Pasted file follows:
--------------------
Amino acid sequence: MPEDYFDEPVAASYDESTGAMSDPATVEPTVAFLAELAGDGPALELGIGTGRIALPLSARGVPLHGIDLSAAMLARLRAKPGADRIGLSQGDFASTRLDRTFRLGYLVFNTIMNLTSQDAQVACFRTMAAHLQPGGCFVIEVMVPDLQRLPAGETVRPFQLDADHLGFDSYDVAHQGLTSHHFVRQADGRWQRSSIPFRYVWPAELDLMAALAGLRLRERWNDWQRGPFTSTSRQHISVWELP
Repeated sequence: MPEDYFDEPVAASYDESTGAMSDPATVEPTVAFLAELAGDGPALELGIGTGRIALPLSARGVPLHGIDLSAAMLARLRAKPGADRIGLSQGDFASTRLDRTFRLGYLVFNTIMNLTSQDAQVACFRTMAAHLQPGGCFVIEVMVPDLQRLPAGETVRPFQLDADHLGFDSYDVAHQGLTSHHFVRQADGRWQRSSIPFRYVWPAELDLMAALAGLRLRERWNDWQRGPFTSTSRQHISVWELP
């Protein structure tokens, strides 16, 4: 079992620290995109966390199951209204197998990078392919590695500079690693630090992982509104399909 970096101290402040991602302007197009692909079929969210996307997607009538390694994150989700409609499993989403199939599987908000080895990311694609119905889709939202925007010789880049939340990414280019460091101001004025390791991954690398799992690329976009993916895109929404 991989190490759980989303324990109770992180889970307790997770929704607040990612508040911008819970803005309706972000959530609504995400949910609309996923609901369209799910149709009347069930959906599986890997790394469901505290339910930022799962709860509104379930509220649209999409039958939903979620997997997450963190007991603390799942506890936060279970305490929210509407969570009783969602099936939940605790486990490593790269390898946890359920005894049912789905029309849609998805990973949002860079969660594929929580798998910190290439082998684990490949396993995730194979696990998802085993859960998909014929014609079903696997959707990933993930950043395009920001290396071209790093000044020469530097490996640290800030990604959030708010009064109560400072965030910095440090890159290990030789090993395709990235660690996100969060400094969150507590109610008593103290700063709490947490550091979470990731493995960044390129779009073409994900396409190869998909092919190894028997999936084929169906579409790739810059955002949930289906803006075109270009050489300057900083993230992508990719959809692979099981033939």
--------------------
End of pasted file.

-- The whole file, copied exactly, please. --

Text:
Amino acid sequence: MPEDYFDEPVAASYDESTGAMSDPATVEPTVAFLAELAGDGPALELGIGTGRIALPLSARGVPLHGIDLSAAMLARLRAKPGADRIGLSQGDFASTRLDRTFRLGYLVFNTIMNLTSQDAQVACFRTMAAHLQPGGCFVIEVMVPDLQRLPAGETVRPFQLDADHLGFDSYDVAHQGLTSHHFVRQADGRWQRSSIPFRYVWPAELDLMAALAGLRLRERWNDWQRGPFTSTSRQHISVWELP
Repeated sequence: MPEDYFDEPVAASYDESTGAMSDPATVEPTVAFLAELAGDGPALELGIGTGRIALPLSARGVPLHGIDLSAAMLARLRAKPGADRIGLSQGDFASTRLDRTFRLGYLVFNTIMNLTSQDAQVACFRTMAAHLQPGGCFVIEVMVPDLQRLPAGETVRPFQLDADHLGFDSYDVAHQGLTSHHFVRQADGRWQRSSIPFRYVWPAELDLMAALAGLRLRERWNDWQRGPFTSTSRQHISVWELP
């Protein structure tokens, strides 16, 4: 079992620290995109966390199951209204197998990078392919590695500079690693630090992982509104399909 970096101290402040991602302007197009692909079929969210996307997607009538390694994150989700409609499993989403199939599987908000080895990311694609119905889709939202925007010789880049939340990414280019460091101001004025390791991954690398799992690329976009993916895109929404 991989190490759980989303324990109770992180889970307790997770929704607040990612508040911008819970803005309706972000959530609504995400949910609309996923609901369209799910149709009347069930959906599986890997790394469901505290339910930022799962709860509104379930509220649209999409039958939903979620997997997450963190007991603390799942506890936060279970305490929210509407969570009783969602099936939940605790486990490593790269390898946890359920005894049912789905029309849609998805990973949002860079969660594929929580798998910190290439082998684990490949396993995730194979696990998802085993859960998909014929014609079903696997959707990933993930950043395009920001290396071209790093000044020469530097490996640290800030990604959030708010009064109560400072965030910095440090890159290990030789090993395709990235660690996100969060400094969150507590109610008593103290700063709490947490550091979470990731493995960044390129779009073409994900396409190869998909092919190894028997999936084929169906579409790739810059955002949930289906803006075109270009050489300057900083993230992508990719959809692979099981033939």